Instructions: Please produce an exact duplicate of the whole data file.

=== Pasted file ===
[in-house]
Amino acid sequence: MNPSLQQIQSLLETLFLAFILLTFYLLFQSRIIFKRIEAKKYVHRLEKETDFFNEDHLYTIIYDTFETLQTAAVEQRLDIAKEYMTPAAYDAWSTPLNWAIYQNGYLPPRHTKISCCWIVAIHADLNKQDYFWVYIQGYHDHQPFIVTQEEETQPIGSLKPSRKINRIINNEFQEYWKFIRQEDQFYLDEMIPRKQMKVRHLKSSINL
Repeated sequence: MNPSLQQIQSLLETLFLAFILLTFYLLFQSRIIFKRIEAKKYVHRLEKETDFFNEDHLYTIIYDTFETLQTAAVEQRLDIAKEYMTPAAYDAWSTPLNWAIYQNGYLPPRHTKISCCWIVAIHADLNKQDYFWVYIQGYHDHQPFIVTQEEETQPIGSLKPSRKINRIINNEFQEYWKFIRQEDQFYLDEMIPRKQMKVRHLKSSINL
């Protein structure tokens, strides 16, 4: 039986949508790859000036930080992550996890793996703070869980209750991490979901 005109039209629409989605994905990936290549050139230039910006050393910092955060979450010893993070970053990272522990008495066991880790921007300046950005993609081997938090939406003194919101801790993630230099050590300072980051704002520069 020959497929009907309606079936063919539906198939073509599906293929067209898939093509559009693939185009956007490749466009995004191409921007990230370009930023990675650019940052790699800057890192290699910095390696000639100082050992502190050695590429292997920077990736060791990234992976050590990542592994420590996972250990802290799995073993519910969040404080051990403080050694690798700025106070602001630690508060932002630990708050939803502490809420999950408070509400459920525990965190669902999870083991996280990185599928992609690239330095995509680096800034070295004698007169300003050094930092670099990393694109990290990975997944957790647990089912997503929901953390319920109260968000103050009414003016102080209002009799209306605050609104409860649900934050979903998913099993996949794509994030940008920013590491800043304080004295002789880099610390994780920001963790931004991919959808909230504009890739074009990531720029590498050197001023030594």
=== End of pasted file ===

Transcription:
[in-house]
Amino acid sequence: MNPSLQQIQSLLETLFLAFILLTFYLLFQSRIIFKRIEAKKYVHRLEKETDFFNEDHLYTIIYDTFETLQTAAVEQRLDIAKEYMTPAAYDAWSTPLNWAIYQNGYLPPRHTKISCCWIVAIHADLNKQDYFWVYIQGYHDHQPFIVTQEEETQPIGSLKPSRKINRIINNEFQEYWKFIRQEDQFYLDEMIPRKQMKVRHLKSSINL
Repeated sequence: MNPSLQQIQSLLETLFLAFILLTFYLLFQSRIIFKRIEAKKYVHRLEKETDFFNEDHLYTIIYDTFETLQTAAVEQRLDIAKEYMTPAAYDAWSTPLNWAIYQNGYLPPRHTKISCCWIVAIHADLNKQDYFWVYIQGYHDHQPFIVTQEEETQPIGSLKPSRKINRIINNEFQEYWKFIRQEDQFYLDEMIPRKQMKVRHLKSSINL
């Protein structure tokens, strides 16, 4: 039986949508790859000036930080992550996890793996703070869980209750991490979901 005109039209629409989605994905990936290549050139230039910006050393910092955060979450010893993070970053990272522990008495066991880790921007300046950005993609081997938090939406003194919101801790993630230099050590300072980051704002520069 020959497929009907309606079936063919539906198939073509599906293929067209898939093509559009693939185009956007490749466009995004191409921007990230370009930023990675650019940052790699800057890192290699910095390696000639100082050992502190050695590429292997920077990736060791990234992976050590990542592994420590996972250990802290799995073993519910969040404080051990403080050694690798700025106070602001630690508060932002630990708050939803502490809420999950408070509400459920525990965190669902999870083991996280990185599928992609690239330095995509680096800034070295004698007169300003050094930092670099990393694109990290990975997944957790647990089912997503929901953390319920109260968000103050009414003016102080209002009799209306605050609104409860649900934050979903998913099993996949794509994030940008920013590491800043304080004295002789880099610390994780920001963790931004991919959808909230504009890739074009990531720029590498050197001023030594």